With my Leica, it poses its own challenge as well. It is a manual, save for the the aperture priority mode. Shutter speed, aperture and focus – it is all manual. However, less is more, and now I have full control of my image. I spend no time fiddling around the menus now, and just concentrate on composing and capturing the decisive moment.

My first Nikon (it’s D7100) and my first Leica, M9-P. Look at the size difference. Note that both cameras are full-frame and are using 50mm lens.


During this transition from hobbyist to freelancer, you should be very firm with your worth, and it should be backed by your works as well. You cannot claim that your work is professional if it is taken straight from the camera. It has to be post-processed to ensure it meets your own standard. There is a saying that beauty lies in the eye of the beholder, but if an image is ugly, no one wants to stash out their hard-earned cash to get it. that is why, you need to be good before people pays you.

Party Shooter Mindset/ Free-Shooter

Every now and then, when I am running my business, there will always be people asking me to take their photo for free. As much as I want to help them with their event, I have to be firm on my decision as well. I have spent so much time and energy to learn how to capture a good photograph, to attend the course to improve my skills, spending time joining events so that I will be exposed to better photographers. Whenever people say that they will promise you an exposure or they will put credits to your photography, that doesn’t really contribute to the bottom-line. You still need to earn cash to breakeven. Otherwise, you are running a failed business. My advise is, be firm with your stance, charge your clients as per the agreed business. Know your worth. If your potential client is not willing to fork out cash to pay you to pay you in full but still demand the best of your service, just politely tell them that you cannot accept that kind of offer and advise them to look for another photographer. Facebook or Instagram is a great tool to publicise your works, but the hard truth is, “likes” won’t pay your bill. Like it or not, if you wish to make a living from photography, you need to get yourself paid. Otherwise, you cannot sustain your photography and it will be come a liability (read: takes money away from your pocket).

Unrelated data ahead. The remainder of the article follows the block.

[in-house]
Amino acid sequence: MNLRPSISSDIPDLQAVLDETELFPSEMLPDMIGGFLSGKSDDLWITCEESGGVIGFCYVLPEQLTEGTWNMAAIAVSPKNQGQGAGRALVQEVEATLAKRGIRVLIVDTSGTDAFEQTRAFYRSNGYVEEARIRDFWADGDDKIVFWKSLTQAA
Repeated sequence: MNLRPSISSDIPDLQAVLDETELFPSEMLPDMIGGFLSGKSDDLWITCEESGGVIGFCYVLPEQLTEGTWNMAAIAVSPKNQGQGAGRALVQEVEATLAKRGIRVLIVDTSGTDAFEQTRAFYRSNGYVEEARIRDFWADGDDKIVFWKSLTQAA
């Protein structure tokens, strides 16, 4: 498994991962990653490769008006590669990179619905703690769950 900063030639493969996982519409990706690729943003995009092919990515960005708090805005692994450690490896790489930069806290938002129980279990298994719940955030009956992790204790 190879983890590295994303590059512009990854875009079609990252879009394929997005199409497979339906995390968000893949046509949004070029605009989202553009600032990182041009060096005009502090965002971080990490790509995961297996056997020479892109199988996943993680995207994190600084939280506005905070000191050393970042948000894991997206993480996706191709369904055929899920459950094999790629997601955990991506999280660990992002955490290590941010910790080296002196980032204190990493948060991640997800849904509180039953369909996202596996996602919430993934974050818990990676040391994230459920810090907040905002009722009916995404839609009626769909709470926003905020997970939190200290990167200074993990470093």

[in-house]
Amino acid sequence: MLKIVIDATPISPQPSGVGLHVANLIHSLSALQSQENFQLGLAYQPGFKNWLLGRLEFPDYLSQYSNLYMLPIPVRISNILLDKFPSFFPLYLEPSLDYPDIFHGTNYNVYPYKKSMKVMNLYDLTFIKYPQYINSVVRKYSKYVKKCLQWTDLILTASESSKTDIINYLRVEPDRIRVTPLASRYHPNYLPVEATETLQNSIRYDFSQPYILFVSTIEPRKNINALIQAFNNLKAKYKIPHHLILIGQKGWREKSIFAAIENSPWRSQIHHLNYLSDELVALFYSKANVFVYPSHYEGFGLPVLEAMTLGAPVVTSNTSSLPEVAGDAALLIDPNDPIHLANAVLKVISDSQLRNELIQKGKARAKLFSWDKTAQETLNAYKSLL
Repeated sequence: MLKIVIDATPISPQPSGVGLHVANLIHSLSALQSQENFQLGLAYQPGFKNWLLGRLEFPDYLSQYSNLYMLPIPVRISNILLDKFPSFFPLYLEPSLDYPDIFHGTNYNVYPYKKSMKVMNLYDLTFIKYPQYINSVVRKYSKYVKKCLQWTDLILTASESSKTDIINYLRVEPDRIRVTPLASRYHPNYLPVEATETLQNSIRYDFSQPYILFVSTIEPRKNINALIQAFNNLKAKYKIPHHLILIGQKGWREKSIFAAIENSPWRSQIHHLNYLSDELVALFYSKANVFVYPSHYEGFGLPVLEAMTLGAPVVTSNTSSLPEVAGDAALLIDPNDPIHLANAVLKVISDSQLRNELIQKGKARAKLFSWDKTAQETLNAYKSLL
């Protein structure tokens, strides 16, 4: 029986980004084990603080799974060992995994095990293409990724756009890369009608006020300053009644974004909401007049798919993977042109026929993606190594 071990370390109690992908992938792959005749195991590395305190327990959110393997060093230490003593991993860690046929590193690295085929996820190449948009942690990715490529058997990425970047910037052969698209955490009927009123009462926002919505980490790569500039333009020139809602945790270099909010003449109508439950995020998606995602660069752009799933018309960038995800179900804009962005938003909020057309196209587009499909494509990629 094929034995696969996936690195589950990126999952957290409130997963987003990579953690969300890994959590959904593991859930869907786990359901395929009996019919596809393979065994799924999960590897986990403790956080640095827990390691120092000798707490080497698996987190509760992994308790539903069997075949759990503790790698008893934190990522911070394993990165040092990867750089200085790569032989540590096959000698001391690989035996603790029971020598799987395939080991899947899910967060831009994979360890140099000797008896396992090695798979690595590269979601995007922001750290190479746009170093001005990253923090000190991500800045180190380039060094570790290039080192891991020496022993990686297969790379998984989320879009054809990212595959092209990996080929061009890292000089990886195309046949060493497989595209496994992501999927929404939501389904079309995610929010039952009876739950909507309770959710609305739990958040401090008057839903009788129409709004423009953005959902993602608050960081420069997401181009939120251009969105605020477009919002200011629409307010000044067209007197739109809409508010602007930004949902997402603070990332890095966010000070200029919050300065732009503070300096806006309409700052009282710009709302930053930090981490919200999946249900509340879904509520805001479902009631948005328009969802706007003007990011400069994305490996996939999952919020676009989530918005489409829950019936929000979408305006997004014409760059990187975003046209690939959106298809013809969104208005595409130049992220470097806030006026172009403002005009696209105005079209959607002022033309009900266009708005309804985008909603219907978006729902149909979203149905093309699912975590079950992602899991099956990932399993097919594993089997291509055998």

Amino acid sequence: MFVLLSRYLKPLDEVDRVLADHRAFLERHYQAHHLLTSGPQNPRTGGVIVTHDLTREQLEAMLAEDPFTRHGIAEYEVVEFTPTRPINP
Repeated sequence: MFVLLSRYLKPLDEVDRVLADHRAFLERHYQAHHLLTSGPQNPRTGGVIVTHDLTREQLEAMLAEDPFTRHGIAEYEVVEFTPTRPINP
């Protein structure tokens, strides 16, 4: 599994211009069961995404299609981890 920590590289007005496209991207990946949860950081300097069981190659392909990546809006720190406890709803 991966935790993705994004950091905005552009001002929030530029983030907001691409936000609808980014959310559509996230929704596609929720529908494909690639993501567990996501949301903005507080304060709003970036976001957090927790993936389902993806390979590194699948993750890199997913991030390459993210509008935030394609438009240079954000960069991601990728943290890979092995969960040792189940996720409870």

Underestimation of Event

One thing that I always advise my potential client is to look at the importance of the event they are going to have. If that event is not very important, then they may consider using their own smartphone to capture the moments. However, if an event only happens once in their lifetime, like wedding or first birthday for your dear children, then you might consider hiring a specialised photographer to capture the events, but at a considerable price. Why I say like this is because I do not want to regret either you hire a relatively new photographer with low asking fee, but with the cringe-worthy image quality. In this case, it is better to spend extra cash to hire a good photographer. Wedding photography is always on demand, provided your image quality is astonishing, has its own “WOW” factor and tells a story without saying a word, just like Ronan Keating’s song. For wedding reception, it is always best to hire someone who knows exactly what will happens next. Every photographer should be briefed prior the event, and is alert to the Master of Ceremony’s announcement.


Way Forward

Let’s face the fact, it is not easy to make money from photography. You can open your shop for days, for months, and no one knocks on your door. That is if no one knows what you are doing. You can have the most sophisticated DSLR on Earth, best lens or the most expensive lens money can buy, but still you are out of job. What would you do then?

I would say, change your approach. Quoting Einstein, to repeat the same approach again and again and expecting different result is madness. It is time to reflect back what went wrong.